Trotec Rayjet Laser Engraver Acrylic Engraving Tests

May 27, 2010 on 8:13 am | In Uncategorized | Comments Off

I recently ran some tests using the Trotec Rayjet laser engraver to see what it could actually do and how I might exploit that to it’s fullest :)

The main experiments were with white 3mm acrylic.  The Rayjet comes with a special commander interface that allows you to assign properties to colours in the drawing you want to cut/engrave.

The basic properties are as follows:

Power: 0 - 100% (how many watts will the laser use in a single pass)
Speed: 0 - 100% (how fast the laser head will move)
Cutting function: Cut or engrave.

All the tests used the engrave function.

I initially conducted the test on the right (see the image below). This test was to establish the cutting depth for each power setting. I kept the power constant at 100% and varied the speed. The notation I’m using is power/speed. The 6 tests, in order were:

Power/Speed Remaining height mm Cut mm
100/100 Inconsistent result *  
100/80 2.7mm 0.3mm cut
100/60 1.98mm 1.02mm cut
100/40 1.7mm 1.3mm cut
100/20 1.49mm 1.51mm cut
100/10 1.25mm 1.75mm cut

*I tried several times to get this consistent, without success.
I suspect either a problem with the commander software or a colour problem in my art work.

Following the the depth tests, I attempted to run tests between 100/10 and 100/1 but the commander software only produced a single power setting, that applied across each colour.

In the end, I found that the most effective technique was to use a single colour for engraving (Black RGB 0,0,0) and to vary the grey level to adjust the height. This means that you decide how deep you want the maximum engraving cut to be by adjusting the power/speed setting, and then use 256 shades of grey to produce your engraving, which actually makes a lot of sense.

The series of gradient tests on the right showed that I could use a gradient to create a particular angle, or curve, depending on the setting. I tested with power/speed settings of 100/2, 100/4, and 100/6. In the end I decided that 100/5 was the best setting that just cut all the way through the acrylic, meaning that I could vary the black (with 256 shades) to get the exact depth I wanted. In fact, I should conduct another test showing steps in 10 percent increments.

My target was to create a 22.5 (or thereabouts) degree angle, in the cut. The tests on the right in the image below shows that 67.5% for the gradient location in illustrator gave me approximately 22.5 degree chamfer.   The gradient location is effectively the position of the midpoint between the two gradient colours, at 50% it is halfway between both colours.

All in all I’m really impressed with the Rayjet, I’m going to miss it when I go back to Australia.

A little more experience with the control interface will teach me what I can and cannot do, as I’m sometimes frustrated by not knowing why certain colours dont engrave.

Test results for the engraving:

Rayjet Engraving Test Results

Oribotics at Ars Electronica 2010

May 26, 2010 on 10:51 am | In Uncategorized | Comments Off

It’s been a long time since I made any updates on this blog. I’ve got some good news. My current generation of oribots, that are very similar in folded design to Oribotics [network] are in full scale production at the Ars Electronica Futurelab. Currently I’m one of the inaugural Australia Council artists in residence at the Ars Electronica Center in Linz.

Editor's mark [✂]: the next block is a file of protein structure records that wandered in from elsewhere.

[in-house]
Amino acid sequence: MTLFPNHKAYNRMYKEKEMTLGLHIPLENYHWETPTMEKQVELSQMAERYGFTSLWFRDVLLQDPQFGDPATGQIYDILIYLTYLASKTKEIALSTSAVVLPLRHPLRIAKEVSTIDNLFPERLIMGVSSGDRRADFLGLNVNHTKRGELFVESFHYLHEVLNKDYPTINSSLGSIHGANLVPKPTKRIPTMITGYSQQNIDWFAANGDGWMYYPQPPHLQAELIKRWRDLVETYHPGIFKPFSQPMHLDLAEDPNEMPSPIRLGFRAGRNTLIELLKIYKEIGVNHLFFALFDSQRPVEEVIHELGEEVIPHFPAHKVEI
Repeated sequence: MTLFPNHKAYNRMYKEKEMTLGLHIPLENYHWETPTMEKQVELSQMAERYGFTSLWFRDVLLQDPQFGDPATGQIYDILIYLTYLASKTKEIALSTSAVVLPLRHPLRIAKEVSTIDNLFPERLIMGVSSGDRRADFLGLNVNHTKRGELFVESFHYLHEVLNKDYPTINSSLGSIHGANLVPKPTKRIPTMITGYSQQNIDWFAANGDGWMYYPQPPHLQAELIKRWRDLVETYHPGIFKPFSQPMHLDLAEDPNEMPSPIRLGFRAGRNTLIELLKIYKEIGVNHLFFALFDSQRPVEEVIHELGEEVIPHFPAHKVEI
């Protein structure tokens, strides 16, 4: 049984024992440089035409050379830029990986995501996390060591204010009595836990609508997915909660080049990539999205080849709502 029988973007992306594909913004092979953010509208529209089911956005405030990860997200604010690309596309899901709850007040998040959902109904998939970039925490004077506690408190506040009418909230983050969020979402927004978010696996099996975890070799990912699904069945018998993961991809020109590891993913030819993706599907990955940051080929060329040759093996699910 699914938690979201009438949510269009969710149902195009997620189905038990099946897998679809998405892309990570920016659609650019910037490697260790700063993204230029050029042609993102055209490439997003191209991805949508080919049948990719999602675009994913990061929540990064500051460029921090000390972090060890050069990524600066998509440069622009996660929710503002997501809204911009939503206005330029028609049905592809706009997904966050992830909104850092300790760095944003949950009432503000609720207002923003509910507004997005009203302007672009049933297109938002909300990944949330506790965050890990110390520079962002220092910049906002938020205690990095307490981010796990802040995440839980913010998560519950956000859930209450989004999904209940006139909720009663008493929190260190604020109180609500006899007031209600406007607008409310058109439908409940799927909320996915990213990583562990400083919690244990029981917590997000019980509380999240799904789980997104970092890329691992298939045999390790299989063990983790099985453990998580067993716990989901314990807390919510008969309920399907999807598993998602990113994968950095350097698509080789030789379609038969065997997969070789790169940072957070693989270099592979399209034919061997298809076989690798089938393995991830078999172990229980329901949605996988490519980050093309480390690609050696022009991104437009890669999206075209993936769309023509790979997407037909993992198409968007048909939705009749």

My workshop here consists of a Dimension Elite 3D printer from Stratasys, and a Trotec Rayjet Laser engraver. I’m using the 3D printer to do direct digital manufacturing of 50 Oribotic blossoms, and the RayJet to engrave and cut paper, and polyester fabric.

The newest generation of oribots have a very robust folded membrane made from polyester fabric. It’s really very flexible, the fold patterns are forming well, and during actuation the fold is clearly defined, not corrupting, and if  someone touches the membrane it wont be damaged, as was the case with the [network] generation of bots.

The video shows a really quick test of the ultrasonic sensor in action. I prototype with arduino, but the actual PCBs are designed by Ray Gardiner, and are currently in production.

Oribotics [AEC] interaction design

May 26, 2010 on 10:44 am | In Oribotics | Comments Off

The following two diagrams explain the interaction concept that I am developing for the installation at the Ars Electronica Festival. The basic concept is “as above so below“, micro interactions with an individual flower have ripple effects out to the macro of the installation.

Intuitive interaction

Through observation over years, the most common interaction gesture, in both children and adults, is to move a hand in front of the oribots “mouth”.

Micro Interaction

Hand push opens the flower
Hand pull closes the flower
(or vice versa)

 Oribotics 2010 interaction concept

Macro effect

Interacting with one oribot affects every other bot on the network – they are interconnected.


Interconnectivity, micro and macro interactions.
Each oribot is interconnected to the entire network of oribots. Interacting with one flower causes the entire bloom of oribots to actuate.  In one flower each of the 1050 folds are actuated by the push pull action of the servo. In a whole network of oribots, one interaction will actuate tens of thousands of folds. This will create a complex moving image. Combined with the RGB lighting in each bot, the installation will be visually arresting. In a simple mathematical sense, a single (micro) interactions, causes tens of thousands (macro) effects.


 Oribotics 2010 interaction concept




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